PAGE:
A high stakes battle lies ahead in Parti Keadilan Rakyat (PKR) as party vice-president Rafizi Ramli begins his campaign to challenge Datuk Seri Azmin Ali for the PKR deputy president post.
The two politicians are bitter and longtime rivals and the perception is that Azmin has more to lose if he fails to hold on to the post he has held since 2010.
Azmin is at the pinnacle of his political career - his Economic Affairs Minister post is seen as one of the most powerful in the Mahathir cabinet - and his clout will be affected if he loses to Rafizi.
More important, defeat will pull the brakes on his dream of becoming prime minister.
The PKR vice-president had to sit out the general election and the Kajang Move debacle still hangs over him.
As such he has little to lose and everything to gain if he makes it.
But the question on everyone's lips is - who will win?
Logically, Azmin ought to have the upper hand being the incumbent and a minister.
But PKR politics is not always logical because it is quite clear by now that Rafizi has the blessings of "Istana Segambut", as the Datuk Seri Anwar Ibrahim family power base is known by.
This year is the 20th anniversary of PKR's reformasi uprising and it is symbolic that Anwar is finally ready for the party presidency.
The royal pardon has cleared him of all wrongdoing and he is set to win without a challenge.
The inside talk is that the Prime Minister designate would feel more comfortable with Rafizi as his No 2.
If that is true, it could be uphill for Azmin because the Anwar family has this amazing aura that money cannot buy.
Besides, there is already a smear campaign against Azmin starting with allegations that he has millions of ringgit stashed abroad which he has denied.
More recently, what appears to be documents of his banking transactions overseas have being going around in the WhatsApp circles, although some have slammed it as fake news.
The tactics that Pakatan Harapan politicians used against Umno leaders are now being used against one of their own.
The forces are building up against Azmin.
His detractors are also projecting him as being too close to Tun Dr Mahathir Mohamad and Tun Daim Zainuddin, two personalities that PKR members love and hate at the same time.
They have claimed that was how a number of Azmin's allies were appointed to the Cabinet.
He is seen as too strong and they want to clip his wings.
The PKR election system is arguably the most democratic among Malaysian political parties because every single member has the right to decide on the leadership.
Voting at the cabang or division level will start on Aug 24 and go on for nine weeks, with the results to be announced in November - that is, if chairs do not fly and ballots boxes are not overturned as in the last party polls.
Rafizi went one up on Azmin last night when he launched his campaign and unveiled his team which included ministers and deputy ministers.
Rafizi has many loyal allies despite his reputation of being difficult to work with.
He also redeemed himself with his data firm Invoke's activities, in the run-up to the general election.
Azmin, on the other hand, has not even confirmed that he is defending his post.
Unlike other ministers who have granted interviews to the media, he has kept a rather low profile, preferring to wait until the 100-day mark.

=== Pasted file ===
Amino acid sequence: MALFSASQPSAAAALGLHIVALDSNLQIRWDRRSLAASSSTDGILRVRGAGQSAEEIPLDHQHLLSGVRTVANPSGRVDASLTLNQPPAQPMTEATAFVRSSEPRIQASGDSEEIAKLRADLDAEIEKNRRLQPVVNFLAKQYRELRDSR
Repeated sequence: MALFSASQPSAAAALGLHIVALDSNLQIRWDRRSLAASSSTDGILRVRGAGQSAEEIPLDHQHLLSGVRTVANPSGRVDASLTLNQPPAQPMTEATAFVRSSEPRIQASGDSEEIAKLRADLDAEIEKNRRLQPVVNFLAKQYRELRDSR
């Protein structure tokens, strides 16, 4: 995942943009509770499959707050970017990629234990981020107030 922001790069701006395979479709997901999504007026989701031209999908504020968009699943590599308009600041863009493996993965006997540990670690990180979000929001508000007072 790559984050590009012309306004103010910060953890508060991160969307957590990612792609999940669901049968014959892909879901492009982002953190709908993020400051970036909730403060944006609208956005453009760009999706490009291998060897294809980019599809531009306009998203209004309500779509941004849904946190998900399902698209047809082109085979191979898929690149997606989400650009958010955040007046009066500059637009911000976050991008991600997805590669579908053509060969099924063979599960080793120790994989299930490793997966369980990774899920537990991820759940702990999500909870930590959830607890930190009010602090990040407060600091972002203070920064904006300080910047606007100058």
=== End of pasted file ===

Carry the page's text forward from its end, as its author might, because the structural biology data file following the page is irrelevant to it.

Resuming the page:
He had joked with some of his supporters that he may go for the presidency but that would be suicidal because he would be taking on a future Prime Minister.
But the PKR polls is a numbers game.
Whoever can bring out more members to support them will win and, according to the party's Bandar Tun Razak chief Azman Abidin, the numbers are with Azmin.
About 60 per cent of PKR's members are from Selangor, with Sabah coming second.
Selangor alone saw an increase of some 50,000 new members over the last few years while Sabah registered some 20,000 new members.
These big numbers ought to help Azmin although cynics say that cash is king in Sabah and only those with "resources" will do well over there.
Azman claimed Azmin also has good support in many of the Federal Territory divisions because he is seen as a tested leader who has been with PKR since the Reformasi years.
Azman who used to be the political secretary to Tan Sri Khalid Ibrahim is vying for a supreme council post.
"We keep hearing that Anwar wants to balance the power base held by Rafizi and Azmin, but Anwar has to be seen to be fair. He should not take sides, let them fight fairly," said Azman.
Not everyone in the party is comfortable about the looming contest for the No 2 post.
Even those who do not like Azmin are worried that the contest will further split the party and lead to a protracted rivalry.
They say it will weaken the party and allow Dr Mahathir and his party to assume an even more dominant hold over the coalition and government affairs.
"The build-up has been intense. What is at stake is the future of both politicians' careers. A win for Azmin will cement his position as potential PM material. A victory for Rafizi will put him in a solid position, further propel him politically especially when Anwar returns to government.
"Moreover, it is the chance for both of them to cement their spot as the rightful 'heir' to Anwar," said KRA strategy director Amir Fareed Rahim.
But, said Amir, the nature of politics is such that this will probably be the first of many future battles between these two personalities in PKR.
The PKR election was supposed to be about the crowning of Anwar as the party president but it looks like the spotlight is on who will be his deputy.
The writer comments regularly on Malaysian political affairs. The Star is a member of The Straits Times media partner Asia News Network, an alliance of 23 news media entities.